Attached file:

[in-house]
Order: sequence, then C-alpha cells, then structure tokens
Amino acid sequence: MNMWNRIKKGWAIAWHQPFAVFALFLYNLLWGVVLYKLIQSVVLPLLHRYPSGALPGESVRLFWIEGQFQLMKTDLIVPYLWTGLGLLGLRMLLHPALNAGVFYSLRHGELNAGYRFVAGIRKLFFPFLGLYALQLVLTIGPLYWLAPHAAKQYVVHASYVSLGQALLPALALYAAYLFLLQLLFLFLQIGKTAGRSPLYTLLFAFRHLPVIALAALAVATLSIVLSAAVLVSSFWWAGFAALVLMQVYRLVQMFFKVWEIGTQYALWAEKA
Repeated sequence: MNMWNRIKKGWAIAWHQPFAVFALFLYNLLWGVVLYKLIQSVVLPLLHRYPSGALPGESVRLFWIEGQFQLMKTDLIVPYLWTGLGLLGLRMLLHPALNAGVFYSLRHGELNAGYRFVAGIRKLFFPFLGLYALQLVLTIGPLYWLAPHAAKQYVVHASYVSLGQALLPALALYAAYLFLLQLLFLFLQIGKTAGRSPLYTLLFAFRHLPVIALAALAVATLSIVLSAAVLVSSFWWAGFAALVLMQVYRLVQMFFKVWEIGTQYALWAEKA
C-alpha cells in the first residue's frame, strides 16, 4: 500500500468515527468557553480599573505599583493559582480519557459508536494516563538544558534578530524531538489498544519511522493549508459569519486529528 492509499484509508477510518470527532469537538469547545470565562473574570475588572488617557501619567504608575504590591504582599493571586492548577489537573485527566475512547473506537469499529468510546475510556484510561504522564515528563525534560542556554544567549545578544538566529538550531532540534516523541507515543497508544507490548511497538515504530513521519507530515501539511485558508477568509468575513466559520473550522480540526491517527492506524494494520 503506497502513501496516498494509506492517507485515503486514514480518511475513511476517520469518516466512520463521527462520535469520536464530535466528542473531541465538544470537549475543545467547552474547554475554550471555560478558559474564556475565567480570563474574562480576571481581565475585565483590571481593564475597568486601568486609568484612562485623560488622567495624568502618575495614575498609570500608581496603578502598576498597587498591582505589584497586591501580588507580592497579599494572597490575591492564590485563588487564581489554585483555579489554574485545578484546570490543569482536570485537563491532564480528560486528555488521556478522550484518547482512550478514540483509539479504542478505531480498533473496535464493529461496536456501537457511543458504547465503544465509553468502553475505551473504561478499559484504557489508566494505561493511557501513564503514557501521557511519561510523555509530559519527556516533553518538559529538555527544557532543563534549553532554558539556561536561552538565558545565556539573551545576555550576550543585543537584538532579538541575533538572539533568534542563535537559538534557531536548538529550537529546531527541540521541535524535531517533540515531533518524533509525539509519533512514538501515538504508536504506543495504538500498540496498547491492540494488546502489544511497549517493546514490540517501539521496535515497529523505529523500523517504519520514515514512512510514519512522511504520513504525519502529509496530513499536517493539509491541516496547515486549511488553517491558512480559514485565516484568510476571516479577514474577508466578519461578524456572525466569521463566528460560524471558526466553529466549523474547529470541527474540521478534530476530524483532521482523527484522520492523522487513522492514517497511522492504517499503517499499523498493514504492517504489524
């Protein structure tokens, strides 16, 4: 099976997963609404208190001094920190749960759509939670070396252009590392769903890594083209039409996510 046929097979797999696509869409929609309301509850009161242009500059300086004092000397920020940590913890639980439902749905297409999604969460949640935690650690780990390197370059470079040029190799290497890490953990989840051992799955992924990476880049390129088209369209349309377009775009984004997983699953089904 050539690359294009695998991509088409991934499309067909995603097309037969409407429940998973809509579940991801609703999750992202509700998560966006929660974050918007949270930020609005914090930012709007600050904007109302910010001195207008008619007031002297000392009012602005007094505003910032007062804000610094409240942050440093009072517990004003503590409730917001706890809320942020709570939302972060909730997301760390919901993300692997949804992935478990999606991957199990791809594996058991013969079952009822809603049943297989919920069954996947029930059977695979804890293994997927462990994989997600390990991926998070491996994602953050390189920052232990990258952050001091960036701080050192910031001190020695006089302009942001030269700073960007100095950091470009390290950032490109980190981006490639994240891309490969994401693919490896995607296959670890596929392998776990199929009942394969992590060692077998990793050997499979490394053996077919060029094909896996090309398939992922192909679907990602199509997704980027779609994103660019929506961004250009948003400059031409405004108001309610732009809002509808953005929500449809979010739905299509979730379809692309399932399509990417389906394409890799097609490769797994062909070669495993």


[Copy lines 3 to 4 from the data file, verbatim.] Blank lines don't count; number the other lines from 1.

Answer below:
Amino acid sequence: MNMWNRIKKGWAIAWHQPFAVFALFLYNLLWGVVLYKLIQSVVLPLLHRYPSGALPGESVRLFWIEGQFQLMKTDLIVPYLWTGLGLLGLRMLLHPALNAGVFYSLRHGELNAGYRFVAGIRKLFFPFLGLYALQLVLTIGPLYWLAPHAAKQYVVHASYVSLGQALLPALALYAAYLFLLQLLFLFLQIGKTAGRSPLYTLLFAFRHLPVIALAALAVATLSIVLSAAVLVSSFWWAGFAALVLMQVYRLVQMFFKVWEIGTQYALWAEKA
Repeated sequence: MNMWNRIKKGWAIAWHQPFAVFALFLYNLLWGVVLYKLIQSVVLPLLHRYPSGALPGESVRLFWIEGQFQLMKTDLIVPYLWTGLGLLGLRMLLHPALNAGVFYSLRHGELNAGYRFVAGIRKLFFPFLGLYALQLVLTIGPLYWLAPHAAKQYVVHASYVSLGQALLPALALYAAYLFLLQLLFLFLQIGKTAGRSPLYTLLFAFRHLPVIALAALAVATLSIVLSAAVLVSSFWWAGFAALVLMQVYRLVQMFFKVWEIGTQYALWAEKA